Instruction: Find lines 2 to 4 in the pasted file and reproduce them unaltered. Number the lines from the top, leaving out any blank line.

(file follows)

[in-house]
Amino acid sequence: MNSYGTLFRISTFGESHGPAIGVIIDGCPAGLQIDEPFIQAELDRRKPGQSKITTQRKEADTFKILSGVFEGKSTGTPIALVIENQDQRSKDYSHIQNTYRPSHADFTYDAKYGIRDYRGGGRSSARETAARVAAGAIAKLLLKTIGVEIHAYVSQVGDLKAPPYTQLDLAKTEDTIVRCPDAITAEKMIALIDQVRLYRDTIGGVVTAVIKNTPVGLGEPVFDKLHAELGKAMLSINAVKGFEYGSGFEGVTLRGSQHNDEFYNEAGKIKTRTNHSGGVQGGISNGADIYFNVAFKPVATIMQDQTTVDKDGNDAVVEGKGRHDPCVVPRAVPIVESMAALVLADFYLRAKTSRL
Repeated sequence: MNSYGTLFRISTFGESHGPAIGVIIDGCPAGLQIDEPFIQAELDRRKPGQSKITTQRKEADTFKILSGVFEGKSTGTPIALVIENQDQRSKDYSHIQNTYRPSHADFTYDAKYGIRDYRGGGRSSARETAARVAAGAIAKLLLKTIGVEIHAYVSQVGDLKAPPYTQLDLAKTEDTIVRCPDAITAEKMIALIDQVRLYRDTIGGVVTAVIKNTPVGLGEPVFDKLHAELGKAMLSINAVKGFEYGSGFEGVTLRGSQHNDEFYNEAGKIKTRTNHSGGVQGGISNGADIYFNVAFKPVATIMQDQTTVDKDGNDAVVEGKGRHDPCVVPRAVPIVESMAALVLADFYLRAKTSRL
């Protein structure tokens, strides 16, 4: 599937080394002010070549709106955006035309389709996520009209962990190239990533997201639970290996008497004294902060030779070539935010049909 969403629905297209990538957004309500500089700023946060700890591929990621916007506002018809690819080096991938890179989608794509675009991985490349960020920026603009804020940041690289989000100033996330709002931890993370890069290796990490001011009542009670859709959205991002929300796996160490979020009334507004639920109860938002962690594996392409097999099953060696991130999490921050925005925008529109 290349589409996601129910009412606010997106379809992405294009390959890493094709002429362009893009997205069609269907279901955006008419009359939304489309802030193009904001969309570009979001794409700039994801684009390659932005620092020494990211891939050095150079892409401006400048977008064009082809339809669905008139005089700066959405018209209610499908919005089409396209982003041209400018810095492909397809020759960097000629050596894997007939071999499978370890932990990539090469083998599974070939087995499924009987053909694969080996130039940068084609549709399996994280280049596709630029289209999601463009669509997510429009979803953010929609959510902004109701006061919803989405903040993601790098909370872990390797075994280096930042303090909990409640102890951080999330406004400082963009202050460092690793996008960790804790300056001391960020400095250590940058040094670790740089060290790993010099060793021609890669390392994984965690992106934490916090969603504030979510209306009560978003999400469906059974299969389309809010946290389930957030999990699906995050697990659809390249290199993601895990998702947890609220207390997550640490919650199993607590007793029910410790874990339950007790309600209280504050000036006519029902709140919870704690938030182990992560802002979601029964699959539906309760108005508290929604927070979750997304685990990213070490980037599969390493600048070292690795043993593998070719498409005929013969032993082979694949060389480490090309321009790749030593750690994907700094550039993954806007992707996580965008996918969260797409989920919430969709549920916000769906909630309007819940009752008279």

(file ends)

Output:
Amino acid sequence: MNSYGTLFRISTFGESHGPAIGVIIDGCPAGLQIDEPFIQAELDRRKPGQSKITTQRKEADTFKILSGVFEGKSTGTPIALVIENQDQRSKDYSHIQNTYRPSHADFTYDAKYGIRDYRGGGRSSARETAARVAAGAIAKLLLKTIGVEIHAYVSQVGDLKAPPYTQLDLAKTEDTIVRCPDAITAEKMIALIDQVRLYRDTIGGVVTAVIKNTPVGLGEPVFDKLHAELGKAMLSINAVKGFEYGSGFEGVTLRGSQHNDEFYNEAGKIKTRTNHSGGVQGGISNGADIYFNVAFKPVATIMQDQTTVDKDGNDAVVEGKGRHDPCVVPRAVPIVESMAALVLADFYLRAKTSRL
Repeated sequence: MNSYGTLFRISTFGESHGPAIGVIIDGCPAGLQIDEPFIQAELDRRKPGQSKITTQRKEADTFKILSGVFEGKSTGTPIALVIENQDQRSKDYSHIQNTYRPSHADFTYDAKYGIRDYRGGGRSSARETAARVAAGAIAKLLLKTIGVEIHAYVSQVGDLKAPPYTQLDLAKTEDTIVRCPDAITAEKMIALIDQVRLYRDTIGGVVTAVIKNTPVGLGEPVFDKLHAELGKAMLSINAVKGFEYGSGFEGVTLRGSQHNDEFYNEAGKIKTRTNHSGGVQGGISNGADIYFNVAFKPVATIMQDQTTVDKDGNDAVVEGKGRHDPCVVPRAVPIVESMAALVLADFYLRAKTSRL
């Protein structure tokens, strides 16, 4: 599937080394002010070549709106955006035309389709996520009209962990190239990533997201639970290996008497004294902060030779070539935010049909 969403629905297209990538957004309500500089700023946060700890591929990621916007506002018809690819080096991938890179989608794509675009991985490349960020920026603009804020940041690289989000100033996330709002931890993370890069290796990490001011009542009670859709959205991002929300796996160490979020009334507004639920109860938002962690594996392409097999099953060696991130999490921050925005925008529109 290349589409996601129910009412606010997106379809992405294009390959890493094709002429362009893009997205069609269907279901955006008419009359939304489309802030193009904001969309570009979001794409700039994801684009390659932005620092020494990211891939050095150079892409401006400048977008064009082809339809669905008139005089700066959405018209209610499908919005089409396209982003041209400018810095492909397809020759960097000629050596894997007939071999499978370890932990990539090469083998599974070939087995499924009987053909694969080996130039940068084609549709399996994280280049596709630029289209999601463009669509997510429009979803953010929609959510902004109701006061919803989405903040993601790098909370872990390797075994280096930042303090909990409640102890951080999330406004400082963009202050460092690793996008960790804790300056001391960020400095250590940058040094670790740089060290790993010099060793021609890669390392994984965690992106934490916090969603504030979510209306009560978003999400469906059974299969389309809010946290389930957030999990699906995050697990659809390249290199993601895990998702947890609220207390997550640490919650199993607590007793029910410790874990339950007790309600209280504050000036006519029902709140919870704690938030182990992560802002979601029964699959539906309760108005508290929604927070979750997304685990990213070490980037599969390493600048070292690795043993593998070719498409005929013969032993082979694949060389480490090309321009790749030593750690994907700094550039993954806007992707996580965008996918969260797409989920919430969709549920916000769906909630309007819940009752008279």